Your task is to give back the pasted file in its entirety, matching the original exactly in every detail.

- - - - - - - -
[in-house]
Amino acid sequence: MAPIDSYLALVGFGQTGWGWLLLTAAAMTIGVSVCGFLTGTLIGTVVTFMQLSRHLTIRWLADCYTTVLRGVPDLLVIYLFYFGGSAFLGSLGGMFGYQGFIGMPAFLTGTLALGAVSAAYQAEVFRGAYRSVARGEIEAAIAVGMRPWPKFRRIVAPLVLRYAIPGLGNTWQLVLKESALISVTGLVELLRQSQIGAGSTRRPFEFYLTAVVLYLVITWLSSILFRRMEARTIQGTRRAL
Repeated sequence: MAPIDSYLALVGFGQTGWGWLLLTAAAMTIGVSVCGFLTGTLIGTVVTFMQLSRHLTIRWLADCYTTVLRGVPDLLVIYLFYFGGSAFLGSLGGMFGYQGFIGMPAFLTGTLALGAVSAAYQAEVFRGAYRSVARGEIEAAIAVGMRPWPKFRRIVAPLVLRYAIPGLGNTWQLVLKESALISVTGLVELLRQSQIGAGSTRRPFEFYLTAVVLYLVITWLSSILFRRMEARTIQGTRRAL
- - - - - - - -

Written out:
[in-house]
Amino acid sequence: MAPIDSYLALVGFGQTGWGWLLLTAAAMTIGVSVCGFLTGTLIGTVVTFMQLSRHLTIRWLADCYTTVLRGVPDLLVIYLFYFGGSAFLGSLGGMFGYQGFIGMPAFLTGTLALGAVSAAYQAEVFRGAYRSVARGEIEAAIAVGMRPWPKFRRIVAPLVLRYAIPGLGNTWQLVLKESALISVTGLVELLRQSQIGAGSTRRPFEFYLTAVVLYLVITWLSSILFRRMEARTIQGTRRAL
Repeated sequence: MAPIDSYLALVGFGQTGWGWLLLTAAAMTIGVSVCGFLTGTLIGTVVTFMQLSRHLTIRWLADCYTTVLRGVPDLLVIYLFYFGGSAFLGSLGGMFGYQGFIGMPAFLTGTLALGAVSAAYQAEVFRGAYRSVARGEIEAAIAVGMRPWPKFRRIVAPLVLRYAIPGLGNTWQLVLKESALISVTGLVELLRQSQIGAGSTRRPFEFYLTAVVLYLVITWLSSILFRRMEARTIQGTRRAL